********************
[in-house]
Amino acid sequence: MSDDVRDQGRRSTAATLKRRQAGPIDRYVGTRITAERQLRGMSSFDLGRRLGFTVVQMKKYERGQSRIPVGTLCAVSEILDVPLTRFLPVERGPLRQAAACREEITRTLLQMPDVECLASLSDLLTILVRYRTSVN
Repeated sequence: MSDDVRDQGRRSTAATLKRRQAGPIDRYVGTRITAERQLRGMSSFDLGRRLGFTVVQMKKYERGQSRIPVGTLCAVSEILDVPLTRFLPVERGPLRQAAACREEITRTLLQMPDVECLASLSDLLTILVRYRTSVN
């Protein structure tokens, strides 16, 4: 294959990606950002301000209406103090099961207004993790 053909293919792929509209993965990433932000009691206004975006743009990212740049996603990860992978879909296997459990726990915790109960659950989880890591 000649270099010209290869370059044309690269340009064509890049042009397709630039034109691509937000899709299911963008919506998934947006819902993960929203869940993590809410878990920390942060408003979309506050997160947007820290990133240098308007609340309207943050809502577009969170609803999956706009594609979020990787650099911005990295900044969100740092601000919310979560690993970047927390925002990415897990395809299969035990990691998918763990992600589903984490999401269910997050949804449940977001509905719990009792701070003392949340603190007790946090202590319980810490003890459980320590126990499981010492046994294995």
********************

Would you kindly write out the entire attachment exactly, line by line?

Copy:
[in-house]
Amino acid sequence: MSDDVRDQGRRSTAATLKRRQAGPIDRYVGTRITAERQLRGMSSFDLGRRLGFTVVQMKKYERGQSRIPVGTLCAVSEILDVPLTRFLPVERGPLRQAAACREEITRTLLQMPDVECLASLSDLLTILVRYRTSVN
Repeated sequence: MSDDVRDQGRRSTAATLKRRQAGPIDRYVGTRITAERQLRGMSSFDLGRRLGFTVVQMKKYERGQSRIPVGTLCAVSEILDVPLTRFLPVERGPLRQAAACREEITRTLLQMPDVECLASLSDLLTILVRYRTSVN
């Protein structure tokens, strides 16, 4: 294959990606950002301000209406103090099961207004993790 053909293919792929509209993965990433932000009691206004975006743009990212740049996603990860992978879909296997459990726990915790109960659950989880890591 000649270099010209290869370059044309690269340009064509890049042009397709630039034109691509937000899709299911963008919506998934947006819902993960929203869940993590809410878990920390942060408003979309506050997160947007820290990133240098308007609340309207943050809502577009969170609803999956706009594609979020990787650099911005990295900044969100740092601000919310979560690993970047927390925002990415897990395809299969035990990691998918763990992600589903984490999401269910997050949804449940977001509905719990009792701070003392949340603190007790946090202590319980810490003890459980320590126990499981010492046994294995």